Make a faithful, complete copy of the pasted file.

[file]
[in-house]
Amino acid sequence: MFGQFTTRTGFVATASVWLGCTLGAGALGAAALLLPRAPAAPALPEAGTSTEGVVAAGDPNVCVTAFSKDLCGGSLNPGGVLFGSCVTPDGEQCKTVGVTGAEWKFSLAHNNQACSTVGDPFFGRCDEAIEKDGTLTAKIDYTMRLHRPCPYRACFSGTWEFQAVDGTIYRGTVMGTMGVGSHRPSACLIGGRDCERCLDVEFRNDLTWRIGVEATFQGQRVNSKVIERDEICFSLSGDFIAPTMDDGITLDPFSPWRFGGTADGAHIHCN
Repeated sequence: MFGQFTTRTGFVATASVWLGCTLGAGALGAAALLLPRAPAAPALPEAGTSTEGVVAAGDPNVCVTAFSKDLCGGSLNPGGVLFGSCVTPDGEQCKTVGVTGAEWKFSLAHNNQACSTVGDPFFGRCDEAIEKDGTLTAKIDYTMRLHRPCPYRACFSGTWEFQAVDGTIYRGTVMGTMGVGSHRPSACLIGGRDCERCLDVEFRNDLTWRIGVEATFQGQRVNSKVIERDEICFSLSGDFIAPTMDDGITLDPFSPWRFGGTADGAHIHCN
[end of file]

[in-house]
Amino acid sequence: MFGQFTTRTGFVATASVWLGCTLGAGALGAAALLLPRAPAAPALPEAGTSTEGVVAAGDPNVCVTAFSKDLCGGSLNPGGVLFGSCVTPDGEQCKTVGVTGAEWKFSLAHNNQACSTVGDPFFGRCDEAIEKDGTLTAKIDYTMRLHRPCPYRACFSGTWEFQAVDGTIYRGTVMGTMGVGSHRPSACLIGGRDCERCLDVEFRNDLTWRIGVEATFQGQRVNSKVIERDEICFSLSGDFIAPTMDDGITLDPFSPWRFGGTADGAHIHCN
Repeated sequence: MFGQFTTRTGFVATASVWLGCTLGAGALGAAALLLPRAPAAPALPEAGTSTEGVVAAGDPNVCVTAFSKDLCGGSLNPGGVLFGSCVTPDGEQCKTVGVTGAEWKFSLAHNNQACSTVGDPFFGRCDEAIEKDGTLTAKIDYTMRLHRPCPYRACFSGTWEFQAVDGTIYRGTVMGTMGVGSHRPSACLIGGRDCERCLDVEFRNDLTWRIGVEATFQGQRVNSKVIERDEICFSLSGDFIAPTMDDGITLDPFSPWRFGGTADGAHIHCN